The level of official unemployment in the UK has remained unchanged at a 42-year low of 4.3%. This means that in the three-month period to November, 1.44 million people remain “officially” unemployed in the UK, a drop of 3000 over the previous reporting period. The level of unemployment is not actually measured (for instance by totalling the number of people registered as actively seeking work at job centres), but is estimated by a survey of 60000 people, the Labour Force Survey which enquires if they are seeking work. The methodology is based on an International Labour Organisation methodology and is internationally accepted (it is claimed that the sensitivity in the model is limited to changes of ±100000, so the recorded drop is well below the sensitivity limit).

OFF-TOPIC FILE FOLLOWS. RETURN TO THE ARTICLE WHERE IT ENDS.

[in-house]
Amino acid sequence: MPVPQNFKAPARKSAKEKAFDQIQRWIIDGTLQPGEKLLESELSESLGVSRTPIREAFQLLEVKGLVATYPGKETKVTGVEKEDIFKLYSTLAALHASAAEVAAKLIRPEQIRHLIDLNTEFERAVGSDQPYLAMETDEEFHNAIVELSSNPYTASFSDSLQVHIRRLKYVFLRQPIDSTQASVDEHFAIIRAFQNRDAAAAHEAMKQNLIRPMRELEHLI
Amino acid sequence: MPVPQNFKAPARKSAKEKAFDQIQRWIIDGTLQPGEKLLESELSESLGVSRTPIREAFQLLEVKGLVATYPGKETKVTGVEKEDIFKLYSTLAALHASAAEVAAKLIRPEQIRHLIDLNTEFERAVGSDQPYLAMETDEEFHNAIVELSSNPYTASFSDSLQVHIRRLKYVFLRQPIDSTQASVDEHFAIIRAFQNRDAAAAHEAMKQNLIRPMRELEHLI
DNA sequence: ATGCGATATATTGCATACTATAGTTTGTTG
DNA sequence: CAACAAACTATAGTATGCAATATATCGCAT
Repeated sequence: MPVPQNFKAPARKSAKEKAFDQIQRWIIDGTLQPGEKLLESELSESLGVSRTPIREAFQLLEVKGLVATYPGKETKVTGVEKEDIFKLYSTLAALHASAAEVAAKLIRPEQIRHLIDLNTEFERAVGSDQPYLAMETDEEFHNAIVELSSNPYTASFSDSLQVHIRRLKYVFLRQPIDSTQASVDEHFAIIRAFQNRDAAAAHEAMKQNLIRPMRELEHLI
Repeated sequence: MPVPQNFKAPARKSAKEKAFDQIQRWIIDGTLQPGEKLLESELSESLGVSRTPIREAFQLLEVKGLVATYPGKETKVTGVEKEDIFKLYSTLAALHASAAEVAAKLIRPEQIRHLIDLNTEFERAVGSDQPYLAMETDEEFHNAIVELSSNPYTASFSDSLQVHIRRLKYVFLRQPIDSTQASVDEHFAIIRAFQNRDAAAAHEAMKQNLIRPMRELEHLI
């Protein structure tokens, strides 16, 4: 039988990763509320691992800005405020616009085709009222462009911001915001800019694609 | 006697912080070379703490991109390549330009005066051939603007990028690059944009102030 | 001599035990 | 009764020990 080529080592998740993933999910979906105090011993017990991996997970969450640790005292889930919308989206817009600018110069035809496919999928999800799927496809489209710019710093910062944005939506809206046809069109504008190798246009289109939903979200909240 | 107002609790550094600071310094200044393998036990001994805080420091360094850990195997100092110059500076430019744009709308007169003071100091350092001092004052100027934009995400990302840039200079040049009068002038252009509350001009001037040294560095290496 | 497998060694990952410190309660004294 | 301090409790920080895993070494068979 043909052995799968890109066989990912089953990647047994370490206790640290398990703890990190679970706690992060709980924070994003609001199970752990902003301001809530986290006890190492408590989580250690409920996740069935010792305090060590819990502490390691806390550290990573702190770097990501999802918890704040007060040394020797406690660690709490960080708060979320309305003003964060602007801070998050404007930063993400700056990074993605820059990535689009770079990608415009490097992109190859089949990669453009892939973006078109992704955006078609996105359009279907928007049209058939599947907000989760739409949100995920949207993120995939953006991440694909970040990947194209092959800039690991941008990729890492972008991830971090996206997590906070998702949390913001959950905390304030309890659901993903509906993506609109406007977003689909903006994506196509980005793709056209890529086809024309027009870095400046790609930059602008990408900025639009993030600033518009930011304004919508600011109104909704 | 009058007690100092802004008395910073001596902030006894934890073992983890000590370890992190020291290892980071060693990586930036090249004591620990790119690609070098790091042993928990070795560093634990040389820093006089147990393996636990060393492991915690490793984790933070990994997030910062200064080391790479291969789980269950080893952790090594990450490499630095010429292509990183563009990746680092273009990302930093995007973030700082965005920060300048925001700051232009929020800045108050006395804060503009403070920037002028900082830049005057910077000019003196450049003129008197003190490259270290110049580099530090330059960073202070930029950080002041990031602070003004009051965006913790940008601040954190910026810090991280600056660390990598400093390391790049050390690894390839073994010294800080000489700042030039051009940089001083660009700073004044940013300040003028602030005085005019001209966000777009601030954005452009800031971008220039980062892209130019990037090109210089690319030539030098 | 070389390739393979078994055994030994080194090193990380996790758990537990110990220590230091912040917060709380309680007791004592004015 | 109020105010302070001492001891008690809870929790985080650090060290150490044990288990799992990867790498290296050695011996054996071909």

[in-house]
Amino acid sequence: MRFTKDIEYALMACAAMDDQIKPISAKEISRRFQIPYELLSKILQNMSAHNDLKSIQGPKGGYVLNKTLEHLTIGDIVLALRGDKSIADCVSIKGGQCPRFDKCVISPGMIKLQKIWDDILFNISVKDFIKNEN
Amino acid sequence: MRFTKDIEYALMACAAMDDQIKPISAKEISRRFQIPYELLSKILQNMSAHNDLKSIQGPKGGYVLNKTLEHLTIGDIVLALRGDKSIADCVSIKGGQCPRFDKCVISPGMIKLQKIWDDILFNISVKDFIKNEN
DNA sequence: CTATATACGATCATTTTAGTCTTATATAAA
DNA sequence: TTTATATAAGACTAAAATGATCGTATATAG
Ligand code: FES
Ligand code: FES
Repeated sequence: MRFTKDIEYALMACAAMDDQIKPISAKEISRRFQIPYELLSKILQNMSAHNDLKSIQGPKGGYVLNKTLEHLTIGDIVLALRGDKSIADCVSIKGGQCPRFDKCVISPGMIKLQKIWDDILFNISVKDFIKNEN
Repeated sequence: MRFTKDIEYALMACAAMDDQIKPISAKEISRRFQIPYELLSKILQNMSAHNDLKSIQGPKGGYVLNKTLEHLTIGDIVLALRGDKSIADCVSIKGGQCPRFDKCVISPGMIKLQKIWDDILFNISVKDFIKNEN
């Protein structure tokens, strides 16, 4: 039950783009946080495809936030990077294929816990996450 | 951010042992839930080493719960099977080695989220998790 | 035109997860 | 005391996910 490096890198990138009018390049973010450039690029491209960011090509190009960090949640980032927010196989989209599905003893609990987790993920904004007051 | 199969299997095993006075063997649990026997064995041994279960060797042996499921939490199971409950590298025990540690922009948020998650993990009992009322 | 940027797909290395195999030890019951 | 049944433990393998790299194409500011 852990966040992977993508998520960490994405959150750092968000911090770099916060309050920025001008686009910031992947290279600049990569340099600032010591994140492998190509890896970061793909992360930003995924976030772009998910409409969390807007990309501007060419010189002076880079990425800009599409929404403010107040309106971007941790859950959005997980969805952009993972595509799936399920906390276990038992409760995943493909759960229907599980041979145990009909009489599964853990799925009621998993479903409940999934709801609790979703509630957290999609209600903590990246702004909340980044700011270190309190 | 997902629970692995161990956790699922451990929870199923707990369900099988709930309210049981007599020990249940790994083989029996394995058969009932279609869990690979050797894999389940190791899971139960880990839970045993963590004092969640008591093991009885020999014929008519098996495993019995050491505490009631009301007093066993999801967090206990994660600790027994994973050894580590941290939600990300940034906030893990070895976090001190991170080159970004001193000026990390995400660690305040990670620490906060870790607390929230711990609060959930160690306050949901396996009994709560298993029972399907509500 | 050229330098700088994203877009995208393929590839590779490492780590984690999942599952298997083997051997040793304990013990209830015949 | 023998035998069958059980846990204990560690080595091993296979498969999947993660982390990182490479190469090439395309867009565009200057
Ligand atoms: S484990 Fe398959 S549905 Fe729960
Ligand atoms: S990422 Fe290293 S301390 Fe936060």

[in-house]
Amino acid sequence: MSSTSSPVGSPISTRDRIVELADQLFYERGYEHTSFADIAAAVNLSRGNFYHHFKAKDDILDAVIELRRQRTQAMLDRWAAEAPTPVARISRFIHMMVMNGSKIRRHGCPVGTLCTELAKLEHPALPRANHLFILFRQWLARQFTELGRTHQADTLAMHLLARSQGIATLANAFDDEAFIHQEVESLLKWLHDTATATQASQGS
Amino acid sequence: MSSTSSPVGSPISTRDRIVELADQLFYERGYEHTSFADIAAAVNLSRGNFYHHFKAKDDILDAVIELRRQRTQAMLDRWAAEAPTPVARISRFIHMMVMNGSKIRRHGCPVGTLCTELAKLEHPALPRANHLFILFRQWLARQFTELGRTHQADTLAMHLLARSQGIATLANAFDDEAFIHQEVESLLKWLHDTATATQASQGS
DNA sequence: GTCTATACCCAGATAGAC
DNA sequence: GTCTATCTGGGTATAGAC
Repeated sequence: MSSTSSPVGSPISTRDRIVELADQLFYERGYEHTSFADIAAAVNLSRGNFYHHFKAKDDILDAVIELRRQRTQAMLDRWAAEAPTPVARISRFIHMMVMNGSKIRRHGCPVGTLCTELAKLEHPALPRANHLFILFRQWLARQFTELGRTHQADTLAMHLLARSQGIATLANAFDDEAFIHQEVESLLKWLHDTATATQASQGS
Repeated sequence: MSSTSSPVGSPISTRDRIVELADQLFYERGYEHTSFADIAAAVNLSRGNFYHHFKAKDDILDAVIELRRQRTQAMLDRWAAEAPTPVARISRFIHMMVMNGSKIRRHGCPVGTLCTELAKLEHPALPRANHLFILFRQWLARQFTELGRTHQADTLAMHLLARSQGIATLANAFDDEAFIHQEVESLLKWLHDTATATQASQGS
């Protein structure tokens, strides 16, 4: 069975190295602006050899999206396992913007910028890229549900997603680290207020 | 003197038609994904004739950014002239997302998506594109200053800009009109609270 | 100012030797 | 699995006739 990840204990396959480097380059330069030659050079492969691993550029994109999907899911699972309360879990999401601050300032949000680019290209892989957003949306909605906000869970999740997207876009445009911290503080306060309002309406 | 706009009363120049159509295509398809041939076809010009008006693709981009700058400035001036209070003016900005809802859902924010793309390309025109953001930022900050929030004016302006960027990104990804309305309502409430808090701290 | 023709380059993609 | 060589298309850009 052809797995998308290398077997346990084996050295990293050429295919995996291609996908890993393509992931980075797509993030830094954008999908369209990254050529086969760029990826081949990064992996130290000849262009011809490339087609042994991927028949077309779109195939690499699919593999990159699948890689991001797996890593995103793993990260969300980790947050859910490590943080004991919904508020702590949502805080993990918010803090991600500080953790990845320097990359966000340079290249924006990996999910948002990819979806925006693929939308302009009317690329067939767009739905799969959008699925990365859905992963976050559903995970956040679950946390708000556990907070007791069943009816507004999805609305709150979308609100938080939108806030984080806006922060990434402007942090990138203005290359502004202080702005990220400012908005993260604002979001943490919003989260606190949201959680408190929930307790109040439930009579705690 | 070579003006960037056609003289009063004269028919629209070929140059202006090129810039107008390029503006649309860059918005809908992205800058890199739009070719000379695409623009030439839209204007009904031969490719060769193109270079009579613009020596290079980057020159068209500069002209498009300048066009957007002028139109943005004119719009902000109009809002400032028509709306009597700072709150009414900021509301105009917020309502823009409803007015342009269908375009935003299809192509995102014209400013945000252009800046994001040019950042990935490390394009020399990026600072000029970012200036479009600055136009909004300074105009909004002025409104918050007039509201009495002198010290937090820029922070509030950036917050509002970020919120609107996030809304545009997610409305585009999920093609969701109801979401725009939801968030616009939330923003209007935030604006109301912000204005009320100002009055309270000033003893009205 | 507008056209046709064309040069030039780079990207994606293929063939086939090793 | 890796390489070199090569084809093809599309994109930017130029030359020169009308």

Average wage growth came in at 2.4% but that was well below the November inflation figure of 3.1% meaning that most people saw a decline in purchasing power over the year to November.
According to ONS, the number of people in work increased sharply in the November reporting period, with 102000 more people in work in the reporting period, taking the workforce up to 32.2 million. Job vacancies are at a 17-year high of 81000 which should imply stronger wage growth than is being seen as employers tempt applicants with better wages, but this is not borne out by actual wage growth, it would seem. Average UK (gross) earnings now stand at £490 per week, having seen an £11 hike over the year.
Of course, if a significant proportion of jobs are low wage, low skill positions then the bargaining power of applicants will have little effect since they can still be relatively easily replaced from the unemployed/under-employed pool. It has been claimed that a significant proportion of new jobs created in the UK since the Global Financial Recession have been insecure, low-paid opportunities in the so-called “gig economy”.
The dominant term in the UK economy is domestic consumption and so declining disposable income can have a knock-on effect on the wider economy.